The 1967 Saginaw riot was one of 159 race riots that swept cities in the United States during the “Long Hot Summer of 1967”. This riot occurred in Saginaw, Michigan, on July 26, 1967. Tensions were high across Michigan that week as the 1967 Detroit riots in nearby Detroit had been escalating since Sunday July 23.
On July 25, 1967, officers surrounded a house full of black people and shot into the house, wounding several people. Two days before that on July 23, Detroit set the tone for other cities all over the country to follow in their footsteps. Cities were impacted by what some called riots – cities burned, businesses were looted, and people were arrested. However, some officials believed what took place in Saginaw was a revolt, not a riot.
Saginaw mayor Henry G. Marsh chose to only meet privately with Civil Rights leaders in a conference closed to members of the public, the public started a protest. The Saginaw News reported that the demonstrators were demanding an open housing ordinance, more jobs for local youth, eliminate slum housing, stop harassment and intimidation of black employees who stand up for their rights, recognize and respect grassroots black leaders. White and black people participated and were demonstrating for hours. The protestors were met by riot police at City Hall and began getting out of hand, eventually turning into a riot that spread through downtown and into the neighborhoods of Saginaw. In all, 7 people were injured, 5 of whom were civilians and 2 were police.
The next youth to be killed, Pollard, was shot and killed by officer Ronald August after he took him into Annex Room A-3. August later admitted to the killing but claimed it was in self-defense. The third person to die, Temple, was shot by Detroit Police Officer Robert Paille who also claimed he killed him in self-defense. Despite the three deceased bodies in the Motel Annex, the Detroit police officers on the scene, Paille, August, and David Senak, did not report any of the deaths to the Detroit Police Homicide Bureau as required. Instead they left the annex after demanding that the survivors keep quiet about the incident.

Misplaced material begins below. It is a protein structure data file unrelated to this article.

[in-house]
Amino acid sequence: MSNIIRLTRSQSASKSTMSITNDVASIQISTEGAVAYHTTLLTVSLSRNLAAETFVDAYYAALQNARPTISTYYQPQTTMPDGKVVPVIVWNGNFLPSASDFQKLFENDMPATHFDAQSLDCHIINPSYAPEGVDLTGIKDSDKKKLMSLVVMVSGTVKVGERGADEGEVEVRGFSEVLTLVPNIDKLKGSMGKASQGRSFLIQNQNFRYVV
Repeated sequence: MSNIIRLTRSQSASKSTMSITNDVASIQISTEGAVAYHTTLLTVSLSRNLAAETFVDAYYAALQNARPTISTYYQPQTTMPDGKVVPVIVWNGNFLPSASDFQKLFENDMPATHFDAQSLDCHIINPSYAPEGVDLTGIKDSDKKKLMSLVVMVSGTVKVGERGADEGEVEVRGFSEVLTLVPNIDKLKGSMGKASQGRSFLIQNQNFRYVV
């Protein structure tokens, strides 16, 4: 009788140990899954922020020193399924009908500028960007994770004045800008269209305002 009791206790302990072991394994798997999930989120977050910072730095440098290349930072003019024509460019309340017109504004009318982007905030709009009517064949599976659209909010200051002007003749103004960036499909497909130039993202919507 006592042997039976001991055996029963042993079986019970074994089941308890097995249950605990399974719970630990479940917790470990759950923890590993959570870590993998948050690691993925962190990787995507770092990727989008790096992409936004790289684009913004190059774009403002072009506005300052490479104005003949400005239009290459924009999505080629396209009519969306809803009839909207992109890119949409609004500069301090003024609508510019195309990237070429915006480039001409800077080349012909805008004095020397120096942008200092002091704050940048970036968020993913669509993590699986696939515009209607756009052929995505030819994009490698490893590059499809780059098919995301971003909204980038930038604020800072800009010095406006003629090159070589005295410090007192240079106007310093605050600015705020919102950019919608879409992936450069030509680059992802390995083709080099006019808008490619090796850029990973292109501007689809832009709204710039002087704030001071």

The next day Charles Hendrix, who provided security for the motel, found the bodies and reported the deaths to the Wayne County Morgue which in turn called the Detroit Police Homicide Bureau. In 1969, Dismukes along with Paille, August, and Senak were charged with murders. Dismukes went to trial first and was acquitted by an all-white jury. Paille was charged with first-degree murder in Temple’s death but his case was dismissed when the judge invalidated his confession because he had not been read his Miranda rights. August, who was charged with first-degree murder in the death of Pollard, was acquitted by an all-white jury in Mason, Michigan despite his confession. Senak was also found not guilty at that trial.
Despite the not-guilty verdicts, the Algiers Motel Incident continued to garner public attention. In 1967 and 1968 investigative reporter John Hersey interviewed survivors, members of the victim’s families, and the policemen involved. Those interviews became the basis for his 1968 book The Algiers Hotel Incident. The Pollard and Temple families filed lawsuits against the police officers which resulted in modest settlements and the three officers left law enforcement. The Algiers Motel was renamed the Desert Inn soon after the incident and eventually demolished in 1979.